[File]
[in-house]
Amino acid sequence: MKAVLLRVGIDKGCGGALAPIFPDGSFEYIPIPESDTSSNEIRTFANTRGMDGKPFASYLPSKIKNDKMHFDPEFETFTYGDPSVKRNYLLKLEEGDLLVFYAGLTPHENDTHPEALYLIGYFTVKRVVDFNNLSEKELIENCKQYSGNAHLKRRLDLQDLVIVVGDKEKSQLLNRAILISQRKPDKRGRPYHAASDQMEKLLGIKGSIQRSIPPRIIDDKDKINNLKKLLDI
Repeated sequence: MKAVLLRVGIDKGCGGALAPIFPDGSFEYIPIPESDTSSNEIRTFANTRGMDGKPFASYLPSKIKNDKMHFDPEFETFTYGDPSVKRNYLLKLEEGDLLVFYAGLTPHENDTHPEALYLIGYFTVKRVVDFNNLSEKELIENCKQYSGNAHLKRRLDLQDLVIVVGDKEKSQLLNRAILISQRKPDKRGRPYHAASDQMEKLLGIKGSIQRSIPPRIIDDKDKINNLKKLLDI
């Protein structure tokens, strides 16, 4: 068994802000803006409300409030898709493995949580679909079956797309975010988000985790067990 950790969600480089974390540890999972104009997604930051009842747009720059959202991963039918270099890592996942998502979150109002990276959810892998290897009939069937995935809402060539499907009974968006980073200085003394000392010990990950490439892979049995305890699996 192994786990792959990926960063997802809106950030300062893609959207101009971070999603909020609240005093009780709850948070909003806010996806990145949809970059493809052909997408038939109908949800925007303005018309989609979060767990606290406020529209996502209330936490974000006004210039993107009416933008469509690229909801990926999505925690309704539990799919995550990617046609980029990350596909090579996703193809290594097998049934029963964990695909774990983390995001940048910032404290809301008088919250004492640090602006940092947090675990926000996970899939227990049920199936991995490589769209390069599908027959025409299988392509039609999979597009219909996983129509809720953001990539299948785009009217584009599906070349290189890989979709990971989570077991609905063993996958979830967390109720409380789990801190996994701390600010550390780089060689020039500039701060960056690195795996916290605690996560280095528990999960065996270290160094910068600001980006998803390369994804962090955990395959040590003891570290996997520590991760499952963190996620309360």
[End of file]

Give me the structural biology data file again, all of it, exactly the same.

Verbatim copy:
[in-house]
Amino acid sequence: MKAVLLRVGIDKGCGGALAPIFPDGSFEYIPIPESDTSSNEIRTFANTRGMDGKPFASYLPSKIKNDKMHFDPEFETFTYGDPSVKRNYLLKLEEGDLLVFYAGLTPHENDTHPEALYLIGYFTVKRVVDFNNLSEKELIENCKQYSGNAHLKRRLDLQDLVIVVGDKEKSQLLNRAILISQRKPDKRGRPYHAASDQMEKLLGIKGSIQRSIPPRIIDDKDKINNLKKLLDI
Repeated sequence: MKAVLLRVGIDKGCGGALAPIFPDGSFEYIPIPESDTSSNEIRTFANTRGMDGKPFASYLPSKIKNDKMHFDPEFETFTYGDPSVKRNYLLKLEEGDLLVFYAGLTPHENDTHPEALYLIGYFTVKRVVDFNNLSEKELIENCKQYSGNAHLKRRLDLQDLVIVVGDKEKSQLLNRAILISQRKPDKRGRPYHAASDQMEKLLGIKGSIQRSIPPRIIDDKDKINNLKKLLDI
């Protein structure tokens, strides 16, 4: 068994802000803006409300409030898709493995949580679909079956797309975010988000985790067990 950790969600480089974390540890999972104009997604930051009842747009720059959202991963039918270099890592996942998502979150109002990276959810892998290897009939069937995935809402060539499907009974968006980073200085003394000392010990990950490439892979049995305890699996 192994786990792959990926960063997802809106950030300062893609959207101009971070999603909020609240005093009780709850948070909003806010996806990145949809970059493809052909997408038939109908949800925007303005018309989609979060767990606290406020529209996502209330936490974000006004210039993107009416933008469509690229909801990926999505925690309704539990799919995550990617046609980029990350596909090579996703193809290594097998049934029963964990695909774990983390995001940048910032404290809301008088919250004492640090602006940092947090675990926000996970899939227990049920199936991995490589769209390069599908027959025409299988392509039609999979597009219909996983129509809720953001990539299948785009009217584009599906070349290189890989979709990971989570077991609905063993996958979830967390109720409380789990801190996994701390600010550390780089060689020039500039701060960056690195795996916290605690996560280095528990999960065996270290160094910068600001980006998803390369994804962090955990395959040590003891570290996997520590991760499952963190996620309360």